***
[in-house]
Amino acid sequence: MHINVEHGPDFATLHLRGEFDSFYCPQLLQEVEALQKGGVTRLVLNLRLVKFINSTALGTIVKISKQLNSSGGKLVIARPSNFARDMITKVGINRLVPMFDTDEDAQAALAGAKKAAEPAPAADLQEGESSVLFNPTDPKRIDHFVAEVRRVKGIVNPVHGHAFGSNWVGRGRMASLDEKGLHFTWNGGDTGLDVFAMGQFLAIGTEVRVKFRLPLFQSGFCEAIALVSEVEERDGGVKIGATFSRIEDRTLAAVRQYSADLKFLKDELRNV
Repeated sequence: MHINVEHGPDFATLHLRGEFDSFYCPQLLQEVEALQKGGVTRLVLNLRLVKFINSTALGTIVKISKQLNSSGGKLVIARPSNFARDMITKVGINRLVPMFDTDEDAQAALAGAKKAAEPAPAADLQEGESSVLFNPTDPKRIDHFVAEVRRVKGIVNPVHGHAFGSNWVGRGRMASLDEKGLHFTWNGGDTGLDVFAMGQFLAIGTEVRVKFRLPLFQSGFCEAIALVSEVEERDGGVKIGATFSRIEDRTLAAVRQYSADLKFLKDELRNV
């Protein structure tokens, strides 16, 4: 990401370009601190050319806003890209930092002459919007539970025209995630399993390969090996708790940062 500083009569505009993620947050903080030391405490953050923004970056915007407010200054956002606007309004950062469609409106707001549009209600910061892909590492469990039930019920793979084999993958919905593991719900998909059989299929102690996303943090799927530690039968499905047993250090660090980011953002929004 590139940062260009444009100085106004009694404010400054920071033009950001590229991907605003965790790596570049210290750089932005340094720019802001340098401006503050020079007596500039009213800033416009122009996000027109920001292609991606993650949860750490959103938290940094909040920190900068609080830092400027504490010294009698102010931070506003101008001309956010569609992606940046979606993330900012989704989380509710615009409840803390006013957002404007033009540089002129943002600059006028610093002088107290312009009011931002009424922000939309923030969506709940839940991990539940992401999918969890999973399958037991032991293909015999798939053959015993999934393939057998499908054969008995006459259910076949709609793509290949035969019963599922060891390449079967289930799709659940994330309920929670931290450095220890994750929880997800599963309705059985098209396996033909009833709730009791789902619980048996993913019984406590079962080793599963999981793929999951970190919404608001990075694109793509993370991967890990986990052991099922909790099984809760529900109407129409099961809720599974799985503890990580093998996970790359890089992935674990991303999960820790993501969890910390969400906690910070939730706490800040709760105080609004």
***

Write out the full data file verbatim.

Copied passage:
[in-house]
Amino acid sequence: MHINVEHGPDFATLHLRGEFDSFYCPQLLQEVEALQKGGVTRLVLNLRLVKFINSTALGTIVKISKQLNSSGGKLVIARPSNFARDMITKVGINRLVPMFDTDEDAQAALAGAKKAAEPAPAADLQEGESSVLFNPTDPKRIDHFVAEVRRVKGIVNPVHGHAFGSNWVGRGRMASLDEKGLHFTWNGGDTGLDVFAMGQFLAIGTEVRVKFRLPLFQSGFCEAIALVSEVEERDGGVKIGATFSRIEDRTLAAVRQYSADLKFLKDELRNV
Repeated sequence: MHINVEHGPDFATLHLRGEFDSFYCPQLLQEVEALQKGGVTRLVLNLRLVKFINSTALGTIVKISKQLNSSGGKLVIARPSNFARDMITKVGINRLVPMFDTDEDAQAALAGAKKAAEPAPAADLQEGESSVLFNPTDPKRIDHFVAEVRRVKGIVNPVHGHAFGSNWVGRGRMASLDEKGLHFTWNGGDTGLDVFAMGQFLAIGTEVRVKFRLPLFQSGFCEAIALVSEVEERDGGVKIGATFSRIEDRTLAAVRQYSADLKFLKDELRNV
């Protein structure tokens, strides 16, 4: 990401370009601190050319806003890209930092002459919007539970025209995630399993390969090996708790940062 500083009569505009993620947050903080030391405490953050923004970056915007407010200054956002606007309004950062469609409106707001549009209600910061892909590492469990039930019920793979084999993958919905593991719900998909059989299929102690996303943090799927530690039968499905047993250090660090980011953002929004 590139940062260009444009100085106004009694404010400054920071033009950001590229991907605003965790790596570049210290750089932005340094720019802001340098401006503050020079007596500039009213800033416009122009996000027109920001292609991606993650949860750490959103938290940094909040920190900068609080830092400027504490010294009698102010931070506003101008001309956010569609992606940046979606993330900012989704989380509710615009409840803390006013957002404007033009540089002129943002600059006028610093002088107290312009009011931002009424922000939309923030969506709940839940991990539940992401999918969890999973399958037991032991293909015999798939053959015993999934393939057998499908054969008995006459259910076949709609793509290949035969019963599922060891390449079967289930799709659940994330309920929670931290450095220890994750929880997800599963309705059985098209396996033909009833709730009791789902619980048996993913019984406590079962080793599963999981793929999951970190919404608001990075694109793509993370991967890990986990052991099922909790099984809760529900109407129409099961809720599974799985503890990580093998996970790359890089992935674990991303999960820790993501969890910390969400906690910070939730706490800040709760105080609004």